1946 – Geoffrey de Havilland, Junior OBE – Awarded posthumously for his contribution to British aviation as a test pilot developing aircraft such as the de Havilland Mosquito, the Hornet and the Vampire.

1939 – Sir Malcolm Campbell – For setting the new water speed record of 141.74mph at Coniston Water in Blue Bird K4. The Segrave Medal was also awarded, to Peter du Cane for design and construction of Blue Bird K4.

1938 – Alfred Thomas Goldie Gardner OBE – For attaining the class G land speed record of 186.6mph in a 1100cc MG Magnette on the German autobahn.

1937 – Arthur Clouston CB – For his flight with Betty Kirby-Green in a de Havilland Comet from Croydon to Cape Town and back in a flight time of 77 hours and 49 minutes.

1936 – Jean Batten CBE – For her record-breaking solo flight in a Percival Gull from England to Auckland, taking 11 days and 45 minutes.

1935 – Captain George Eyston MC OBE – For the land speed records over 1 hour, 12 hours and 24 hours, including an average of 140.52mph over 24 hours of driving in Speed of the Wind.

1934 – Ken Waller – For his 4,000-mile flight from Belgium to what is now the Democratic Republic of the Congo, and back in a de Havilland Comet, taking just 3,439 minutes – to prove that an airmail service was achievable.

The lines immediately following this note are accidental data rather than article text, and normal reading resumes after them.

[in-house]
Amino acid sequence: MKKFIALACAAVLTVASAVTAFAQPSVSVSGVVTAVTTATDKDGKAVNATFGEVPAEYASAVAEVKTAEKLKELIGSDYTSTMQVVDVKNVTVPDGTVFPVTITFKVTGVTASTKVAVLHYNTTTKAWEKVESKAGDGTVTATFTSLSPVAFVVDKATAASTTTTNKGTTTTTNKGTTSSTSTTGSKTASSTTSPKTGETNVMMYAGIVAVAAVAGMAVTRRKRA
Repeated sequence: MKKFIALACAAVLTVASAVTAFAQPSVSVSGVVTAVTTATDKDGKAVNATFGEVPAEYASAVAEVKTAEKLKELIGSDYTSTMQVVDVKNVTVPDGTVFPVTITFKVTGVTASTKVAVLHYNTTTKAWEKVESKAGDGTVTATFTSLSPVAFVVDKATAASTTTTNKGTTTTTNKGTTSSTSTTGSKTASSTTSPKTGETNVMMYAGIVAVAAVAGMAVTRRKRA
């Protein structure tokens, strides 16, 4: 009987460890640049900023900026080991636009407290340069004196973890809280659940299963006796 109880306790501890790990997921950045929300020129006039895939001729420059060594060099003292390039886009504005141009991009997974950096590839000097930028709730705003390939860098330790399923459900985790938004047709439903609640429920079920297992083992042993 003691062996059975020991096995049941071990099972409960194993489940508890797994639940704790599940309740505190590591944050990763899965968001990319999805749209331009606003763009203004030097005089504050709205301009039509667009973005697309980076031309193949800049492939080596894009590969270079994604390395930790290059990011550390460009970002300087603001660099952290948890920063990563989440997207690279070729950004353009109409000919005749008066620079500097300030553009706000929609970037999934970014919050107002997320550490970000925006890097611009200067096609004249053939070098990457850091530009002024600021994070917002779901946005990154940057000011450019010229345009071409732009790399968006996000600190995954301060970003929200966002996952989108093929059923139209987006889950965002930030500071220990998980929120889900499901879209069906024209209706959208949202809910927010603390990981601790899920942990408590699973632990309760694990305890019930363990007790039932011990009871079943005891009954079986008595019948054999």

1933 – Sir Malcolm Campbell – For raising the Land Speed Record to 272.11mph in Blue Bird.

1932 – Amy Johnson CBE – For her record-breaking flight in a de Havilland Puss Moth from London to Cape Town.

1931 – (Herbert) Bert Hinkler AFC DSM – For his solo flight in a de Havilland Puss Moth from Canada to London by the least direct route imaginable. First it was Canada to New York, then non-stop to Jamaica, before going on to Venezuela, Guyana and Brazil. Then crossing the South Atlantic to West Africa, and from Africa over the Mediterranean to Europe and onward to London.

1930 – Sir Charles Kingsford-Smith – For his east-west solo air crossing of the Atlantic from Ireland to Newfoundland in 31½ hours, and victory in 13 days, also solo, in the England to Australia Air Race, in the Southern Cross.